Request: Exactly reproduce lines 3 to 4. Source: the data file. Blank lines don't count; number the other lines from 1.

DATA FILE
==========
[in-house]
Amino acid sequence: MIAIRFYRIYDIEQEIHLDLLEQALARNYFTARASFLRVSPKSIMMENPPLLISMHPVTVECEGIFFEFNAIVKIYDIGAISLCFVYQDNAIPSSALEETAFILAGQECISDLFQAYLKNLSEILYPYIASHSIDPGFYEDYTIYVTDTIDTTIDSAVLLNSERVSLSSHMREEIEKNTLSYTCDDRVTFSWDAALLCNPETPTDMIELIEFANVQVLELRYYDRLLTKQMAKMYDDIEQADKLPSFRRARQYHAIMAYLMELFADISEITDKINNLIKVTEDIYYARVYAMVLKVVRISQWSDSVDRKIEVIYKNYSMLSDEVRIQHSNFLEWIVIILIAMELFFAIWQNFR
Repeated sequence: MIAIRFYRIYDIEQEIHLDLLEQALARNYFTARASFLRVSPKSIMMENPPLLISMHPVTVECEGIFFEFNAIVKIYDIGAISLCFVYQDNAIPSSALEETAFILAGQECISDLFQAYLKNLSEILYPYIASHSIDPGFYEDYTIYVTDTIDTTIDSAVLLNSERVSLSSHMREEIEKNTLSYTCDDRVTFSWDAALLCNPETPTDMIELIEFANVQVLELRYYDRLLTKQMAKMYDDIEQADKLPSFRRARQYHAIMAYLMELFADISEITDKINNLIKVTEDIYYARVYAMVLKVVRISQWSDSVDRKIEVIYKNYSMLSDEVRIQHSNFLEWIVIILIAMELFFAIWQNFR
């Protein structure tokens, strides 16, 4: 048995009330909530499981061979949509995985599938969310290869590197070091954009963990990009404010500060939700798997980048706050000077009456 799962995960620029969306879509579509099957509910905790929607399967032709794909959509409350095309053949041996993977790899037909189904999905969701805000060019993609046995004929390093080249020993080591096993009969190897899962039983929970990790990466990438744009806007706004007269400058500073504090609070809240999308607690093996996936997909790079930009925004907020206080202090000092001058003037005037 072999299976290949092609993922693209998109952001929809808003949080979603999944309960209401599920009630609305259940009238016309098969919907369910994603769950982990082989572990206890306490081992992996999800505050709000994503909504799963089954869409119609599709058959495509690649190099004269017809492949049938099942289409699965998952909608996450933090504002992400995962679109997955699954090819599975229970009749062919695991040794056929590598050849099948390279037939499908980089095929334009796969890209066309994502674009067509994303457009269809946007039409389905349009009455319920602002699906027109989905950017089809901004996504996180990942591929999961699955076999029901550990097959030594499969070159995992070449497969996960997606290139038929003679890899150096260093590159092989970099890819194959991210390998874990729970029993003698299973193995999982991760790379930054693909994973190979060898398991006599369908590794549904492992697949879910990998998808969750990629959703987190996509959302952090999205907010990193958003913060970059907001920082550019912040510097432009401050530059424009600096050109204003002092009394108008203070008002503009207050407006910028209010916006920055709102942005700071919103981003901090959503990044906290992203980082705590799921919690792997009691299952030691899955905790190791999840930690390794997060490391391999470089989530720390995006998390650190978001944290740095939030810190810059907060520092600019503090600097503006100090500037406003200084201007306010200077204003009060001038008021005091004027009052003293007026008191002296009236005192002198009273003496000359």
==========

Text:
Repeated sequence: MIAIRFYRIYDIEQEIHLDLLEQALARNYFTARASFLRVSPKSIMMENPPLLISMHPVTVECEGIFFEFNAIVKIYDIGAISLCFVYQDNAIPSSALEETAFILAGQECISDLFQAYLKNLSEILYPYIASHSIDPGFYEDYTIYVTDTIDTTIDSAVLLNSERVSLSSHMREEIEKNTLSYTCDDRVTFSWDAALLCNPETPTDMIELIEFANVQVLELRYYDRLLTKQMAKMYDDIEQADKLPSFRRARQYHAIMAYLMELFADISEITDKINNLIKVTEDIYYARVYAMVLKVVRISQWSDSVDRKIEVIYKNYSMLSDEVRIQHSNFLEWIVIILIAMELFFAIWQNFR
């Protein structure tokens, strides 16, 4: 048995009330909530499981061979949509995985599938969310290869590197070091954009963990990009404010500060939700798997980048706050000077009456 799962995960620029969306879509579509099957509910905790929607399967032709794909959509409350095309053949041996993977790899037909189904999905969701805000060019993609046995004929390093080249020993080591096993009969190897899962039983929970990790990466990438744009806007706004007269400058500073504090609070809240999308607690093996996936997909790079930009925004907020206080202090000092001058003037005037 072999299976290949092609993922693209998109952001929809808003949080979603999944309960209401599920009630609305259940009238016309098969919907369910994603769950982990082989572990206890306490081992992996999800505050709000994503909504799963089954869409119609599709058959495509690649190099004269017809492949049938099942289409699965998952909608996450933090504002992400995962679109997955699954090819599975229970009749062919695991040794056929590598050849099948390279037939499908980089095929334009796969890209066309994502674009067509994303457009269809946007039409389905349009009455319920602002699906027109989905950017089809901004996504996180990942591929999961699955076999029901550990097959030594499969070159995992070449497969996960997606290139038929003679890899150096260093590159092989970099890819194959991210390998874990729970029993003698299973193995999982991760790379930054693909994973190979060898398991006599369908590794549904492992697949879910990998998808969750990629959703987190996509959302952090999205907010990193958003913060970059907001920082550019912040510097432009401050530059424009600096050109204003002092009394108008203070008002503009207050407006910028209010916006920055709102942005700071919103981003901090959503990044906290992203980082705590799921919690792997009691299952030691899955905790190791999840930690390794997060490391391999470089989530720390995006998390650190978001944290740095939030810190810059907060520092600019503090600097503006100090500037406003200084201007306010200077204003009060001038008021005091004027009052003293007026008191002296009236005192002198009273003496000359």